Job exodus may begin this fall
Todd says sooner jobs shifted to Nunavut the better
by Richard Gleeson
NNSL (Apr 18/97) - Territorial Finance Minister John Todd wants the transfer of government jobs from Yellowknife to Nunavut to begin in the fall.
But just what will become of the people currently filling those jobs remains a mystery.
Todd made the announcement earlier this month at a Keewatin Chamber of Commerce meeting in Baker Lake.
The move is part of a pre-implementation strategy Todd is overseeing. He will be seeking the approval of cabinet, regional governments and Nunavut agencies to proceed.
Yellowknife Mayor Dave Lovell said the strategy makes sense.
"It's been stated by the territorial government that 300 jobs will be moved from Yellowknife to Nunavut," noted Lovell. "I wouldn't expect them all to be moved on April 1, 1999. It makes far more sense to have a gradual transition."
Yellowknife Frame Lake MLA Charles Dent agreed. "You can't expect people will pack up their offices March 31 and be ready to work April 1.... I think it's necessary, and I think a plan needs to be in place by fall at the latest."
But during the recent Cambridge Bay leaders' summit, the three parties to the Nunavut Final Agreement could not reach a consensus on the fate of GNWT employees whose positions are transferred.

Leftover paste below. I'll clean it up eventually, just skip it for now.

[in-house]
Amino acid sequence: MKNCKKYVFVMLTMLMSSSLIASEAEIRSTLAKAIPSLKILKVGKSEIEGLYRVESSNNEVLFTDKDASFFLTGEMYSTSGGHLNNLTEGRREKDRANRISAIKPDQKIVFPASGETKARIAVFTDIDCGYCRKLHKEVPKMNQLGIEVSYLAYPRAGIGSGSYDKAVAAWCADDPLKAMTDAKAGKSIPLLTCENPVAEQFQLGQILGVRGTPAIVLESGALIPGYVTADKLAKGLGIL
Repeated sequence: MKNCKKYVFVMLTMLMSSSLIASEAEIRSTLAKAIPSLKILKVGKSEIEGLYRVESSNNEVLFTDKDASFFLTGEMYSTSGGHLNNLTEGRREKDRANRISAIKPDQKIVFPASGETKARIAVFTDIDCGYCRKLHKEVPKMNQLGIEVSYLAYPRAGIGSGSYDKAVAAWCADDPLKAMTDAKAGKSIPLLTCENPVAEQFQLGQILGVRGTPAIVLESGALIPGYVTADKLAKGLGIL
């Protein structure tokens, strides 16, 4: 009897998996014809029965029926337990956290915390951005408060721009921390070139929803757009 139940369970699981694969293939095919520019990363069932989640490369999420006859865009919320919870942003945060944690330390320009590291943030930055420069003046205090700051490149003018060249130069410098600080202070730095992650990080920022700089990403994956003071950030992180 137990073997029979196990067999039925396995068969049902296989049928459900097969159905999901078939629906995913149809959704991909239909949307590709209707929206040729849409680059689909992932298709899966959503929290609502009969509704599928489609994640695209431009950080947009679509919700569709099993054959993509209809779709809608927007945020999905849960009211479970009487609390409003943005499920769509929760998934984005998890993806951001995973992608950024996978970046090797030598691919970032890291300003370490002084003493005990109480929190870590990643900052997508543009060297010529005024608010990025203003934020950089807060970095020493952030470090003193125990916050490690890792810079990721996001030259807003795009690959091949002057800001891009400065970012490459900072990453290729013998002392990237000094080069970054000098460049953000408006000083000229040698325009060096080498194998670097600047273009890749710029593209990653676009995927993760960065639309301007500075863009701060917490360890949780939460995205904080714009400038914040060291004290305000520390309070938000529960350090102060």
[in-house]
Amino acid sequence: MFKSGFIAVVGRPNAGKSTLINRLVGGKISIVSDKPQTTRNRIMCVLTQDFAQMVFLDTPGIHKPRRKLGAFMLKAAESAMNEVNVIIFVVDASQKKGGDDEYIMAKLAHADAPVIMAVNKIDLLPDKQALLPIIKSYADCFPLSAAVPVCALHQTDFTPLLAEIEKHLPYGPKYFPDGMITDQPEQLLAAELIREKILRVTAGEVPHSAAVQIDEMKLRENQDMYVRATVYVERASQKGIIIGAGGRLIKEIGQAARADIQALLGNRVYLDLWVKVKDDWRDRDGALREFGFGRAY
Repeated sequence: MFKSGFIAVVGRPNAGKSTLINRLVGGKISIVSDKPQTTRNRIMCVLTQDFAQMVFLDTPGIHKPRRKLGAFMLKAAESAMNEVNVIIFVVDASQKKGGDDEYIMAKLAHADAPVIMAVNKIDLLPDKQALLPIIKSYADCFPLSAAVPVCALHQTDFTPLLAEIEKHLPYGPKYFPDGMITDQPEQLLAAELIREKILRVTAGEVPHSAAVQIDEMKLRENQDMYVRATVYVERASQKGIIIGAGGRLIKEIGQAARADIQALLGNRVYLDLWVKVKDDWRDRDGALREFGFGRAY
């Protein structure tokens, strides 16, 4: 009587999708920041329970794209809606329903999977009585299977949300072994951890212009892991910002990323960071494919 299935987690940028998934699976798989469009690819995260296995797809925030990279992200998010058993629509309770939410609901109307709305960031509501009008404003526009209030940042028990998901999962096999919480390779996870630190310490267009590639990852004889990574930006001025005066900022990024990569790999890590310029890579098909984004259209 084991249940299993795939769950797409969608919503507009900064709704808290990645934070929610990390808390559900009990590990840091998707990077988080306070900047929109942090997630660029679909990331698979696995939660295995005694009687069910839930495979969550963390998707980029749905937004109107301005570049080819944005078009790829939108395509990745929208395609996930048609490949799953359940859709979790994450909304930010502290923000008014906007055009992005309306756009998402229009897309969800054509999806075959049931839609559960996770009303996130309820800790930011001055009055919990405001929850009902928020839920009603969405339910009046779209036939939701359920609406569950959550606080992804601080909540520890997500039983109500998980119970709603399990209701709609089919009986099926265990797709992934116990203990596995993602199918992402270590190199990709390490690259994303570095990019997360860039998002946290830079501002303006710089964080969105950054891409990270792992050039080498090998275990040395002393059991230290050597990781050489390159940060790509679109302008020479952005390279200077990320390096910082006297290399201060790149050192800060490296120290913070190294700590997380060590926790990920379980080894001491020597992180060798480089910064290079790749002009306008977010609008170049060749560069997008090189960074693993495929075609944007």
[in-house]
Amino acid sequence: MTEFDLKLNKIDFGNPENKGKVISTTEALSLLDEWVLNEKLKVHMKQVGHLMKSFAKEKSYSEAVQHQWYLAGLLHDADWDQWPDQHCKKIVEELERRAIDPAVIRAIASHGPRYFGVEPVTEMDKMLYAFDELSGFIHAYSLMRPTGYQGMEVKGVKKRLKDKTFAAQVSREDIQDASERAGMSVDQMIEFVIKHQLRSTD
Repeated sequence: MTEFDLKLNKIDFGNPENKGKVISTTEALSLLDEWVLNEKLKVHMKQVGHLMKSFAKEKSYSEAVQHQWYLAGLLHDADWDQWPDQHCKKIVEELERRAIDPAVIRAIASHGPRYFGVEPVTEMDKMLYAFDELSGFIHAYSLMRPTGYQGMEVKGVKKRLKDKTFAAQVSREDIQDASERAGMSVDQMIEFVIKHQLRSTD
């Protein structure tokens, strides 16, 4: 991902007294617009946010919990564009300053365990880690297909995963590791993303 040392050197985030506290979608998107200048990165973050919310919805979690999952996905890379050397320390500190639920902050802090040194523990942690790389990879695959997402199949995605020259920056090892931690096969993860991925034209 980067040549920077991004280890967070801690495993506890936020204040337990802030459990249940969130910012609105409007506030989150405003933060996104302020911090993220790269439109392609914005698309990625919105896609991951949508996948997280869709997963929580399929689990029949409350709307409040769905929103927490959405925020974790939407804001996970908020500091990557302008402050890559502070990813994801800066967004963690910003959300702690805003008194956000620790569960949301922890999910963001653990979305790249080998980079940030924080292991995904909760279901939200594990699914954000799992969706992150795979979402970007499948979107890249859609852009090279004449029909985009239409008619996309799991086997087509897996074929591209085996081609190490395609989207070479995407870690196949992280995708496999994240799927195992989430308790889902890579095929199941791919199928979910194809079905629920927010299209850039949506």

Nunavut Tunngavik Inc. agreed with the Nunavut Implementation Commission's recommendation that GNWT employees be hired only if they have satisfactory evaluations to be carried out by the new government.
The GNWT has maintained employees should automatically be transferred to the new bureaucracy.
Union of Northern Workers researcher and spokesman Ben Macdonald said government workers have traditionally been given the option of following their jobs to new locations.
"What has happened in the past (in the case of positions being moved) is people have been offered either the position in the new location or the layoff," said Macdonald. "That has been the case for all the devolution that has occurred, and the movement of jobs from Yellowknife to Nunavut can be seen as decentralization," he said.
"Up until Nunavut is created, they are decentralizing so the decision-making and administration is closer to the people that are being served."
He added the government has no legal obligation to give employees the option of moving with their jobs.
The territorial government is the largest employer in the city, with 1,455 employees.